Peter Bourjos is a reigning gold glove winner. Probably the best defensive center fielder in the game. But the dude has been riding pine like crazy lately:
Peter Bourjos’ game-changing speed and Gold Glove-caliber defense don’t do the Angels any good on the bench, but that’s where those tools were again Wednesday night. The center fielder was not in the lineup for the ninth time in 11 games, his playing time greatly reduced by the April 27 promotion of Mike Trout from triple A, but his attitude remaining upbeat and optimistic.
Hitting .192/.259/.288 will do that for you. And when the guy taking your place is both one of the most highly-touted prospects in the game, is himself great with the glove and has started out hitting really, really well, the bench is in your future.
It’s kind of tough for Anaheim. On the one hand, you have Vernon Wells and Torii Hunter in the corners — and neither of them are long term members of the team in all likelihood — so the idea of sliding Trout to right and keeping Bourjos’ glove in the game is appealing. On the other hand, with the offense struggling as much as it has, even Vernon Wells is an upgrade over Bourjos.
Ultimately, whether Bourjos’ 2011 season — in which he posted a .765 OPS — represents his true level will determine his future. If he hits like that, it’ll play with his leather. If not, he’s gonna see a lot more bench time in his future.
In a recent interview with Jon Greenberg of The Athletic, White Sox third baseman Todd Frazier took a swipe at the Reds’ front office. The rebuilding Reds traded Frazier to the White Sox as part of a three-team deal this past December.
After the season, Frazier will enter his third and final year of arbitration eligibility. Frazier told Greenberg he’d like to stay with the White Sox. He praised the club’s ownership and then, unprompted, he decided to castigate the Reds’ front office.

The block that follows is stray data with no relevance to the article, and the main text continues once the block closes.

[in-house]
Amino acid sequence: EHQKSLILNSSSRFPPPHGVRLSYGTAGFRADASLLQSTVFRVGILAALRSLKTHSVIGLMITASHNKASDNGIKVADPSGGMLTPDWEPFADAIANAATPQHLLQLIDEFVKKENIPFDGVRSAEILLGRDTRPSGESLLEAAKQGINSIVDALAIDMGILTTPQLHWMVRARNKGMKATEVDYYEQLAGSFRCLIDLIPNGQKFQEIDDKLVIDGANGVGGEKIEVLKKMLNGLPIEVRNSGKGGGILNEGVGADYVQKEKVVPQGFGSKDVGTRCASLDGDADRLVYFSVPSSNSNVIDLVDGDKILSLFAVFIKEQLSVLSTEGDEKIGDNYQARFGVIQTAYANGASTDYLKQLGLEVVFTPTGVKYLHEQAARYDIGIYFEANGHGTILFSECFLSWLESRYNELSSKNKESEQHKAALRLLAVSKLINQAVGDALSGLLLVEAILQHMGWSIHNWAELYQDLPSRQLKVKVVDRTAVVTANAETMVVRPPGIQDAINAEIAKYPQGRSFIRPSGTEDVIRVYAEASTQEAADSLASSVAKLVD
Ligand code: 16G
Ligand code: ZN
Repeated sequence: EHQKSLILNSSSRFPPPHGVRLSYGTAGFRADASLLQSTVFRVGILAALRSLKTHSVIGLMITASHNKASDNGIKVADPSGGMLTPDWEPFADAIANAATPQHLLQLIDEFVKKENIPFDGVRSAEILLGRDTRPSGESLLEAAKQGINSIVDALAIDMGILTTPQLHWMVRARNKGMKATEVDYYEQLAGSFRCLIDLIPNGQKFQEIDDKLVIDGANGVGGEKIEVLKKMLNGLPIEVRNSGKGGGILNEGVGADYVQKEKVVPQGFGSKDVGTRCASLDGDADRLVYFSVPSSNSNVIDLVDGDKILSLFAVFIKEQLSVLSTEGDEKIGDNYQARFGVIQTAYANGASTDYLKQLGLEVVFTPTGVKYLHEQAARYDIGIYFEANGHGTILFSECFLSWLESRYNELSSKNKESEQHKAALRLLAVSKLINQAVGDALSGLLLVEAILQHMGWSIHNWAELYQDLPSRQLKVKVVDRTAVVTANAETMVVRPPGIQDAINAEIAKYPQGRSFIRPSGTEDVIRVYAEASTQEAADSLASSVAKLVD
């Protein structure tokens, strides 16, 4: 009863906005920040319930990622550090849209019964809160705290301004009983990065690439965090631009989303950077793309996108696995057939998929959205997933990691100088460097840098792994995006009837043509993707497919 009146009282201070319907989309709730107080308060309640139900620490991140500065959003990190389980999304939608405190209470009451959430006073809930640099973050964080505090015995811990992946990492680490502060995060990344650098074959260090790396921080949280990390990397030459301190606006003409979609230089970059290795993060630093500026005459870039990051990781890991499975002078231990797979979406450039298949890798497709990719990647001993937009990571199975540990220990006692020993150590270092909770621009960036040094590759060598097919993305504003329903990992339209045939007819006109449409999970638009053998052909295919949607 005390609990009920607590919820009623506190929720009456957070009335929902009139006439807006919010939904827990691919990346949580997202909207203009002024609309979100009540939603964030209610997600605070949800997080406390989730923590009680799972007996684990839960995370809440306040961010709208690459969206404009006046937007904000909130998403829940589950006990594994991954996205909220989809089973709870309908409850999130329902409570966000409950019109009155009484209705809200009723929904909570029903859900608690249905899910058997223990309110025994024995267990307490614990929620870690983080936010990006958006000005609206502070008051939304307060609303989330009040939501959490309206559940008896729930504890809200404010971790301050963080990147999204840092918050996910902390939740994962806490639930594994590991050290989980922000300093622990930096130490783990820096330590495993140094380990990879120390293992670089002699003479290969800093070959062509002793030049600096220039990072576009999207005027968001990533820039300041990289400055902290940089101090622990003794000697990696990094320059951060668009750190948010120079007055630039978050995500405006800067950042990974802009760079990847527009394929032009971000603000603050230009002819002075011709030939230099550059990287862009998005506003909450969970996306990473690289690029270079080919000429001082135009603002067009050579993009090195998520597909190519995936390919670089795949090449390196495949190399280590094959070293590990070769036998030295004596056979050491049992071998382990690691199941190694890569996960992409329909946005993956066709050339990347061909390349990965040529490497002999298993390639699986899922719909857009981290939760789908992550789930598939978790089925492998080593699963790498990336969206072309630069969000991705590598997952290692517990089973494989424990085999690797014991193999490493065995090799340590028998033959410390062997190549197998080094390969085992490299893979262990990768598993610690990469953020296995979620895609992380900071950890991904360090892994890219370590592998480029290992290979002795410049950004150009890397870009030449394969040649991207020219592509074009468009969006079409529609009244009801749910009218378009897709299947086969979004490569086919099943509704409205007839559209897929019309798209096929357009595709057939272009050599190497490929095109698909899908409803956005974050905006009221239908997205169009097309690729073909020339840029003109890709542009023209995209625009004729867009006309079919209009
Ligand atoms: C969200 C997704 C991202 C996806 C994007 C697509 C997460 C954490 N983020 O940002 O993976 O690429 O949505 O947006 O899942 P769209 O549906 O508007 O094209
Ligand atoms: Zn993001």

I would love to stay here. It’s a great club, great ownership. It was very different in Cincinnati, it wasn’t good. The bottom line here is these guys know what they’re doing. I see the guys [Hahn] gets, he’s not afraid to pull the trigger. You’ve got to have a guy like that. Whether it turns out to be for the best or not, you take a chance sometimes, and I think he’s done that a lot. It’s up to Jerry [Reinsdorf, owner] and Rick [Hahn, VP/GM] and their team to figure out what they want to do and it’s up to them.
It’s not clear if there are specific incidences to which Frazier could be alluding, but it’s a very obvious piece of criticism.
Frazier, 30, has regressed a bit offensively compared to the previous two seasons, batting .213/.295/.448 with 32 home runs and 81 RBI in 532 plate appearances. The White Sox could pursue trading him during the offseason.
Update (7:20 PM EDT): John Hickey of the Bay Area News Group reports that Crisp has indeed been traded, but there won’t be an official announcement until Wednesday. Crisp has already left the Athletics’ clubhouse.
Steve Adams of MLB Trade Rumors is reporting that the Athletics and Indians are making progress on a trade that would send outfielder Coco Crisp to Cleveland. Jon Morosi of FOX Sports confirms Adams’ report. Crisp, who has 10-and-5 rights, has waived them in order to facilitate a deal.
Crisp, 36, is owed the remainder of his $11 million salary for the 2016 season and has a $13 million option for the 2017 season that vests if he reaches 550 plate appearances or plays in 130 games this season. He has already played in 102 games and logged 434 PA, batting .234/.299/.399 with 11 home runs and 47 RBI.
The Indians are still looking to bolster the outfield. Michael Brantley is expected to miss the rest of the season, Bradley Zimmer may not yet be ready for the majors, and Abraham Almonte is not eligible to play in the postseason after testing positive for boldenone in February.